When a parent disciplines a child, there is an expectation of change in the child’s behavior or attitude (or both.) Discipline that does not result in change is largely wasted. Discipline that is not motivated by love is likely to produce anger and resentment that can last a lifetime.
God disciplines those He loves. That’s you and me. When we experience His discipline are we willing to change? Do we allow the Holy Spirit to show us the Father’s opinion of our behavior, priorities, motives and attitudes? Are we willing to accept what God accepts and reject what He rejects, even if it means change?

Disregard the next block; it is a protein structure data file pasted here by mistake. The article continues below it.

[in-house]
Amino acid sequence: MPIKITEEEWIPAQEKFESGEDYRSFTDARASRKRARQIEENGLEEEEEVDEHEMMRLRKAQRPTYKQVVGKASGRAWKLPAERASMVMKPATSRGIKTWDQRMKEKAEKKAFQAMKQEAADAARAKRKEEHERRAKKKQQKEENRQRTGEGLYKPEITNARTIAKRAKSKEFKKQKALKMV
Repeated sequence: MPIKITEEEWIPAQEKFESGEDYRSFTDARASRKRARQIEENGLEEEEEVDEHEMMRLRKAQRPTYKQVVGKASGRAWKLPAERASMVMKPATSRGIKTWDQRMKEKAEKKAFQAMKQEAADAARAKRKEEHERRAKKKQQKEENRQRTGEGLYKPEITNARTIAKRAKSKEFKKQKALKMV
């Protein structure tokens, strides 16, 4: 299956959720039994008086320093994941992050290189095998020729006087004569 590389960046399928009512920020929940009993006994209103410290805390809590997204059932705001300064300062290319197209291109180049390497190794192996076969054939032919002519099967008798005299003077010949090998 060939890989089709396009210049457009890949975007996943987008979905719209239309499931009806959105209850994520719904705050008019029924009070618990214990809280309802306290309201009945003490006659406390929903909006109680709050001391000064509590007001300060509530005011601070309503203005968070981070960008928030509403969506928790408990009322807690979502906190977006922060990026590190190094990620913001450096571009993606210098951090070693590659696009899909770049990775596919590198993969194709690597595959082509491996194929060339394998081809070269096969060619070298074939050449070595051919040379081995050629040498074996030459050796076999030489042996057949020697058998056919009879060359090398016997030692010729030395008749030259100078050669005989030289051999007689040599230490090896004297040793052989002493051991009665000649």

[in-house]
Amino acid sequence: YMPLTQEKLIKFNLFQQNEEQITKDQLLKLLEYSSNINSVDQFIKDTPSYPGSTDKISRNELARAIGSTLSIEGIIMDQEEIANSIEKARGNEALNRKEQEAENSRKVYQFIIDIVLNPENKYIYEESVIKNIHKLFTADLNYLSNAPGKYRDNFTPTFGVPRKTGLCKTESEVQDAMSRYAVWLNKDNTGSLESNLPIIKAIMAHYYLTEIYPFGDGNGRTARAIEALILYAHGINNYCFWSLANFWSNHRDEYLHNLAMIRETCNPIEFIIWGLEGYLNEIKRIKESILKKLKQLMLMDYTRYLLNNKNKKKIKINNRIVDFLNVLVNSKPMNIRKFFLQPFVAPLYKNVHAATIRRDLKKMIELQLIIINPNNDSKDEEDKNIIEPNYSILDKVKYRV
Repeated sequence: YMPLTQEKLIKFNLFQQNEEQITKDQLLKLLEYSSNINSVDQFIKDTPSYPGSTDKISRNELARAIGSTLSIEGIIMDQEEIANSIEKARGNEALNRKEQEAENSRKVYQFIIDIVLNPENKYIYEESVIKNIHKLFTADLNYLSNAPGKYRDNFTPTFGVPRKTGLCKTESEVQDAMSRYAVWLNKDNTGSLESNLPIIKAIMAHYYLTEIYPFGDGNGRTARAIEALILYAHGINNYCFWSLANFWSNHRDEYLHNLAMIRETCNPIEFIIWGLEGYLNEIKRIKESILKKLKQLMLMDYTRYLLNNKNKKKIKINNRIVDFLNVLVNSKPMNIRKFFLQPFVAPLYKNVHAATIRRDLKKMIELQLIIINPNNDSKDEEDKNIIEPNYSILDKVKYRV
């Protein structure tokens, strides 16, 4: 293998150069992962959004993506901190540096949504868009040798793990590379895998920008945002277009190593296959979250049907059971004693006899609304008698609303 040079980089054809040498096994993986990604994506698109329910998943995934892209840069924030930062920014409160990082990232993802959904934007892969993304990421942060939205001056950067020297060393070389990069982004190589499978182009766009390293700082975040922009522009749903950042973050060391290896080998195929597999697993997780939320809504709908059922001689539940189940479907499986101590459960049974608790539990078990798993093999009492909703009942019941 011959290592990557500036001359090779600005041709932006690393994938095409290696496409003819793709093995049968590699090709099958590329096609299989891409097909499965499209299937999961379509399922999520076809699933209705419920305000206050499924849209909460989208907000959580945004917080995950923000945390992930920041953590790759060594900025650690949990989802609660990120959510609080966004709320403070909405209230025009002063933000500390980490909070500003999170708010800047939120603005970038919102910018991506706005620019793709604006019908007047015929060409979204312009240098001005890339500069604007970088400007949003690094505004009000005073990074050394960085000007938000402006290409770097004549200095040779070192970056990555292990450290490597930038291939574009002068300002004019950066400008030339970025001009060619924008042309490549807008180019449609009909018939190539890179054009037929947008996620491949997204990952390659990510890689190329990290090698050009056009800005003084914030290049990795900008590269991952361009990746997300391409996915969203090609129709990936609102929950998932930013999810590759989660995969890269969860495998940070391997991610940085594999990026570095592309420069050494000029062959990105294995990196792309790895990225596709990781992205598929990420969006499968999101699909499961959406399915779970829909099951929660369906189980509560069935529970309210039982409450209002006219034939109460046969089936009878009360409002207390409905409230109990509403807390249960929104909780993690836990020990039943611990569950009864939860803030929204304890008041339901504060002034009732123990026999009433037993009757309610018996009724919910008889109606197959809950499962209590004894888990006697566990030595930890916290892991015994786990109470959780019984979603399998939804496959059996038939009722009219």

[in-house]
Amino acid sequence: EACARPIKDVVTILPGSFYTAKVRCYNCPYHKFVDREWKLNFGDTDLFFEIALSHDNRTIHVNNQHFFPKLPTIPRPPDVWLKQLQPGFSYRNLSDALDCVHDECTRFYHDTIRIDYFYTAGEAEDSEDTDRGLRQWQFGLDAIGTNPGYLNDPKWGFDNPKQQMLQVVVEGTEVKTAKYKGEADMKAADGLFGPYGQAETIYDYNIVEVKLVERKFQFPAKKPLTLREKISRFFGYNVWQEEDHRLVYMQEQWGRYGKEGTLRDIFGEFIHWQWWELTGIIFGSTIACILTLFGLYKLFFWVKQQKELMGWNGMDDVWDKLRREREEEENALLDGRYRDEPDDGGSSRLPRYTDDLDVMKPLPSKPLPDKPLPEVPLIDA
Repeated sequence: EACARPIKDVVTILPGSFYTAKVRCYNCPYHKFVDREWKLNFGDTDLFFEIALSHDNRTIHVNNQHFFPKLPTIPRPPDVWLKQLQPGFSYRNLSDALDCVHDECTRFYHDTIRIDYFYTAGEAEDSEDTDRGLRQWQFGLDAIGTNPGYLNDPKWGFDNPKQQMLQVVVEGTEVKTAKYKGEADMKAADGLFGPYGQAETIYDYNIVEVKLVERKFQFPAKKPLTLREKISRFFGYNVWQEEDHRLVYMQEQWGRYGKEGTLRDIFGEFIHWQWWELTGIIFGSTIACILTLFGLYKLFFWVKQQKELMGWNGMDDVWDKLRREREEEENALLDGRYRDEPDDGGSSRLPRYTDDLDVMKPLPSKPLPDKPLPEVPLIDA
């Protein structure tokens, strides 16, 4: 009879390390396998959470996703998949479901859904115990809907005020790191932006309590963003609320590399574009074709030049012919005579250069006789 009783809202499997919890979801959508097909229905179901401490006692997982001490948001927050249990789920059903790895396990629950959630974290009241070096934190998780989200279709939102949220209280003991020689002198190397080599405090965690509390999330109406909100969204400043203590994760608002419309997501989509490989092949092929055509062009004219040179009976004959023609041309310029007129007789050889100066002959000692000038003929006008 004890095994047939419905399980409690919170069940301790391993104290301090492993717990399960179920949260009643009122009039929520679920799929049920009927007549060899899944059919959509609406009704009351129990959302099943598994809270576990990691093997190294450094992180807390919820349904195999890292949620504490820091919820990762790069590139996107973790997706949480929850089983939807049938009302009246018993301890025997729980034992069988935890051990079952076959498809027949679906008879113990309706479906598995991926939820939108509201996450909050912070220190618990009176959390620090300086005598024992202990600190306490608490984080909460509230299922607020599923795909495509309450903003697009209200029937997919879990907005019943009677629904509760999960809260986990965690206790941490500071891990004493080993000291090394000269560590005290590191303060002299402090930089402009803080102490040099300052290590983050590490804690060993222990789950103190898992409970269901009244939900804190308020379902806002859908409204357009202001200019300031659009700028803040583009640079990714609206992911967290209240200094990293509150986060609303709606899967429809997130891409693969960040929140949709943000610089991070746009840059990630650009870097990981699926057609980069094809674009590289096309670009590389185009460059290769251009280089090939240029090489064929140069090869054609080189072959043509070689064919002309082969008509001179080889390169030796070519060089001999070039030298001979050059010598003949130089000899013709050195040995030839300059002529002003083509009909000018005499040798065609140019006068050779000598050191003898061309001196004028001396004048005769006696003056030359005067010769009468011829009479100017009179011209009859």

Change is difficult because it means admitting that – heaven forbid – we have been wrong and others have been right. No matter where our values came from, how long we have had them or who taught them to us, we will resist changing them. God isn’t interested in how we got to be the way we are, but He loves us enough to discipline us until we are like Jesus.
Just as a parent does not ask the child “How do you think I ought to discipline you” God does not ask us for guidance in his correctional process. We need to accept that such is necessary for our well-being and when it is all over we will be the better for it.
If we will open the cover of our Bible to our eyes, God will open the message of our Bible to our hearts.
When I pray, my desire should be to touch God, not to “put the touch on” God.